Every year, in April, there is a Children’s Culture Festival in Reykjavik which is incorporated into the school’s curriculum. This gives kids of a certain age the opportunity to sing in Harpa Concert Hall, and to see plays that are especially written and performed for children as well as an array of musical and art performances.
Bio Paradis has a Children’s Film Festival running during the same dates as the Children’s Culture Festival each year, offering a chance to see famous children’s movies in the cinema. During the rest of the year, their events that are especially meant for children are advertised on this Facebook page.
Reykjavik’s International Film Festival in October also often has a special programme for kids in concurrence with the official festival programmeþ
Children’s theatre has a pretty lively scene in Iceland, you must usually buy a separate ticket for each child and adult in the group.
Another theatre that is known for its avant-garde productions is Tjarnarbíó, they make sure to include children’s plays in their offerings each year although they are usually only screened a few times.
Despite having a small population, Iceland boasts its very own circus. The Icelandic Circus operates during summertime (although they do offer lessons for 9-13 year olds in wintertime too). Their show “Sirkus Íslands” (Iceland’s circus) is for children and the show “Skinnsemi” (a word play between being responsible and showing some skin) is for adults.
Children’s day in Viðey
Each year, the national Children’s day is celebrated at Viðey Island, the date varies by year and is either in the end of June or beginning of July. All the activities are free and family friendly.
Family friendly activities
Certain activities are very popular with Icelandic families, here are a few of them.
You will find playgrounds in most neighbourhoods in Iceland as there is a very strong culture of children playing outside. They are very popular for children and offer a child-friendly environment, just remember to dress according to the weather when you bring your family out to play.
Iceland is rich in geothermal resources and they are used both to heat houses and swimming pools. Most neighbourhoods have a swimming pool and they are subsidized since they offer a greater quality of life to the Icelandic people.
Depending on the age of your child, they might enjoy slides in different sizes, only the largest slide, or having access to an inside pool with toys or a mix of outdoors jaccuzzis (heitir pottar). You can compare different swimming pools and find your local one here:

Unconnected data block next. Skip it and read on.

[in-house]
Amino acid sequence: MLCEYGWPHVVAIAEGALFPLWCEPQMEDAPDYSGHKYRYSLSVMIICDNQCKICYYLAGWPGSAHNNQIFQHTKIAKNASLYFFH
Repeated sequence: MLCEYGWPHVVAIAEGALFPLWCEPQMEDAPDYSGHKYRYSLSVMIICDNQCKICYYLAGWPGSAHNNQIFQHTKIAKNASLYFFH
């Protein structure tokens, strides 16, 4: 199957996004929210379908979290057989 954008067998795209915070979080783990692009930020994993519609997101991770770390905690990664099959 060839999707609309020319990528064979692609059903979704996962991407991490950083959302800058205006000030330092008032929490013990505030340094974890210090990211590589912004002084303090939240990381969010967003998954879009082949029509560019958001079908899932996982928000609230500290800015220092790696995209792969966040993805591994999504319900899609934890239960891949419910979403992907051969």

Swimming lessons & Ungbarnasund: If you are interested in swimming lessons for your children they will be provided in the school system between the age of 6 and 16, it is also possible to have private lessons and swimming lessons for babies are very popular too (they can start at 3-4 months old). Listed below are a few private swimming teachers that teach babies to swim, many also offer lessons for children (and even adults).
Natural pools: If you are more interested in pools that are either natural pools or spas, you can find an alternative list here. This directory is in Icelandic but you can choose the names of the natural pools to find a link to each one’s website. You will probably need a car to reach these, and they are located all around the country (some areas are only reachable in summertime).
Libraries often have designated play-areas for children and books in many languages. Many also host meetings for people that are not working, and people that are on parental leave, ask at your local library what meetups they offer. View a list of public libraries.
Hiking is of course also a local favourite and in and nearby Reykjavik there are many places that are ideal for a picnic and easy walk such as Laugardalur, Elliðaárdalur, and Heiðmörk. You can also play frisbee golf in the middle of the city at Klambratún. For a list of green areas in Reykjavik, please visit Reykjavik.is. In other towns you are even closer to nature.
Ferðafélag Íslands operates free hikes for children that often teach them something specific such as which mushrooms are edible or how to recognise certain birds.
Fjölskyldu- og Húsdýragarðurinn
This is very Icelandic, it is small and friendly – a zoo for farm animals and seals. There are no tigers or lions but children often enjoy spending the day there. They also have a great playground which is designed like a pirate ship. View here.
Feeding the ducks downtown at Tjörnin. Remember not to feed them bread but rather oats, seeds or lettuce.
The Whale Museum
This museum has life-size replicas of the whales that live around Iceland and an audio-guide that is great for curious children (and/or adults). View here.